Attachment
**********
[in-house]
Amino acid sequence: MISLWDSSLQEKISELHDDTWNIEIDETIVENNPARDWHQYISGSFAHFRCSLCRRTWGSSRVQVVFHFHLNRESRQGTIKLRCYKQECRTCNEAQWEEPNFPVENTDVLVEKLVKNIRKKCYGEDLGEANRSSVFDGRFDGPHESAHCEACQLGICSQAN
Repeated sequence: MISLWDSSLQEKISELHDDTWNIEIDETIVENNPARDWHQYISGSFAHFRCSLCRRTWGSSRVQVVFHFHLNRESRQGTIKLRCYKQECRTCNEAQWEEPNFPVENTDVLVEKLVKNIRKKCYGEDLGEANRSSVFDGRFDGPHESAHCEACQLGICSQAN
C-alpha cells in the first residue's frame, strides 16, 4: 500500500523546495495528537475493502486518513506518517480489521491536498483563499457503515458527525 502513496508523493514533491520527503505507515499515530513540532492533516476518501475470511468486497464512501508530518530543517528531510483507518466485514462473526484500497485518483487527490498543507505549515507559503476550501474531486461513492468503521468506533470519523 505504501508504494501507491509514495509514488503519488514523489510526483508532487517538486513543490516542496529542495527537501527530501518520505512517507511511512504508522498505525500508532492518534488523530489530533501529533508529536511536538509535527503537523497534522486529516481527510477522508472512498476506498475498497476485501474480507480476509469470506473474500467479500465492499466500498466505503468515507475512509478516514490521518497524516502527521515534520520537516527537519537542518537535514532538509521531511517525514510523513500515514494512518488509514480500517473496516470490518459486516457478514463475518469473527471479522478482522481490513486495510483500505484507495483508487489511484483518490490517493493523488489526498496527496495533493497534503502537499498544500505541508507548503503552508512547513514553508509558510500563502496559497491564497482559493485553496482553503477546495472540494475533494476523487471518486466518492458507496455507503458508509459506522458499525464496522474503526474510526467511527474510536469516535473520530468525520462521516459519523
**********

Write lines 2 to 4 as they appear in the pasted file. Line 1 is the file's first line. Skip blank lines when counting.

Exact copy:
Amino acid sequence: MISLWDSSLQEKISELHDDTWNIEIDETIVENNPARDWHQYISGSFAHFRCSLCRRTWGSSRVQVVFHFHLNRESRQGTIKLRCYKQECRTCNEAQWEEPNFPVENTDVLVEKLVKNIRKKCYGEDLGEANRSSVFDGRFDGPHESAHCEACQLGICSQAN
Repeated sequence: MISLWDSSLQEKISELHDDTWNIEIDETIVENNPARDWHQYISGSFAHFRCSLCRRTWGSSRVQVVFHFHLNRESRQGTIKLRCYKQECRTCNEAQWEEPNFPVENTDVLVEKLVKNIRKKCYGEDLGEANRSSVFDGRFDGPHESAHCEACQLGICSQAN
C-alpha cells in the first residue's frame, strides 16, 4: 500500500523546495495528537475493502486518513506518517480489521491536498483563499457503515458527525 502513496508523493514533491520527503505507515499515530513540532492533516476518501475470511468486497464512501508530518530543517528531510483507518466485514462473526484500497485518483487527490498543507505549515507559503476550501474531486461513492468503521468506533470519523 505504501508504494501507491509514495509514488503519488514523489510526483508532487517538486513543490516542496529542495527537501527530501518520505512517507511511512504508522498505525500508532492518534488523530489530533501529533508529536511536538509535527503537523497534522486529516481527510477522508472512498476506498475498497476485501474480507480476509469470506473474500467479500465492499466500498466505503468515507475512509478516514490521518497524516502527521515534520520537516527537519537542518537535514532538509521531511517525514510523513500515514494512518488509514480500517473496516470490518459486516457478514463475518469473527471479522478482522481490513486495510483500505484507495483508487489511484483518490490517493493523488489526498496527496495533493497534503502537499498544500505541508507548503503552508512547513514553508509558510500563502496559497491564497482559493485553496482553503477546495472540494475533494476523487471518486466518492458507496455507503458508509459506522458499525464496522474503526474510526467511527474510536469516535473520530468525520462521516459519523